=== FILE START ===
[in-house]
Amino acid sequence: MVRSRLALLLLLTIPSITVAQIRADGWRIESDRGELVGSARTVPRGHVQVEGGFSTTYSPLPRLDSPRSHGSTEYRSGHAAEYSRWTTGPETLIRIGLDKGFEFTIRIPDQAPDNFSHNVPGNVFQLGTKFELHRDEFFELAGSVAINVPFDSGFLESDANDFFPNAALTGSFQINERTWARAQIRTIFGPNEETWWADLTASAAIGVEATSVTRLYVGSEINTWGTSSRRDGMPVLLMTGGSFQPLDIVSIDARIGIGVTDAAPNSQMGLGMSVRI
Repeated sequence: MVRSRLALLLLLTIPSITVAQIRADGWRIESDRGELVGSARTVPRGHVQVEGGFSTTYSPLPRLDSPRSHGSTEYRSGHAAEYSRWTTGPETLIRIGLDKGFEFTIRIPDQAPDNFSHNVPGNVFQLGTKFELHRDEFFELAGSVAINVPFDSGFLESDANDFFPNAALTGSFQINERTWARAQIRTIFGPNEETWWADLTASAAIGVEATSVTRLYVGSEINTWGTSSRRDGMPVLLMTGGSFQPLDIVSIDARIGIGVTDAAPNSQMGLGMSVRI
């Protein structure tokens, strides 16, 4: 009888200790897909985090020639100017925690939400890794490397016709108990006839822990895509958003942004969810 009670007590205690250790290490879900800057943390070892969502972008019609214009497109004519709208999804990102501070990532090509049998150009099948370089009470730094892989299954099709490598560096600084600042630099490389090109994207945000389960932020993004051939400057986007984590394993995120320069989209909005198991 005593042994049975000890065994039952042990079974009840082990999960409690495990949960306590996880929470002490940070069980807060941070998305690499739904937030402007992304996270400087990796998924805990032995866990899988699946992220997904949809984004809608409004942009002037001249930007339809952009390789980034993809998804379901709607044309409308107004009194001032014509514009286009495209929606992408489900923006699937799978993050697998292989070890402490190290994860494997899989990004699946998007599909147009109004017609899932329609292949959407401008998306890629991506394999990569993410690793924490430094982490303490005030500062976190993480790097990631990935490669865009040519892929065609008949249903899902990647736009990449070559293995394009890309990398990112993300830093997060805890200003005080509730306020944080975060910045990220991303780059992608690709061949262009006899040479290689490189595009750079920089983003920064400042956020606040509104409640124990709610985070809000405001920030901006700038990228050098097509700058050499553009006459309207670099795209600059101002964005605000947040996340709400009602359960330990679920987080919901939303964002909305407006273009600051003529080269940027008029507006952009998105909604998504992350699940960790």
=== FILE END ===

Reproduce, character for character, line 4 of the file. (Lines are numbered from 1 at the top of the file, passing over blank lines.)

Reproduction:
């Protein structure tokens, strides 16, 4: 009888200790897909985090020639100017925690939400890794490397016709108990006839822990895509958003942004969810 009670007590205690250790290490879900800057943390070892969502972008019609214009497109004519709208999804990102501070990532090509049998150009099948370089009470730094892989299954099709490598560096600084600042630099490389090109994207945000389960932020993004051939400057986007984590394993995120320069989209909005198991 005593042994049975000890065994039952042990079974009840082990999960409690495990949960306590996880929470002490940070069980807060941070998305690499739904937030402007992304996270400087990796998924805990032995866990899988699946992220997904949809984004809608409004942009002037001249930007339809952009390789980034993809998804379901709607044309409308107004009194001032014509514009286009495209929606992408489900923006699937799978993050697998292989070890402490190290994860494997899989990004699946998007599909147009109004017609899932329609292949959407401008998306890629991506394999990569993410690793924490430094982490303490005030500062976190993480790097990631990935490669865009040519892929065609008949249903899902990647736009990449070559293995394009890309990398990112993300830093997060805890200003005080509730306020944080975060910045990220991303780059992608690709061949262009006899040479290689490189595009750079920089983003920064400042956020606040509104409640124990709610985070809000405001920030901006700038990228050098097509700058050499553009006459309207670099795209600059101002964005605000947040996340709400009602359960330990679920987080919901939303964002909305407006273009600051003529080269940027008029507006952009998105909604998504992350699940960790």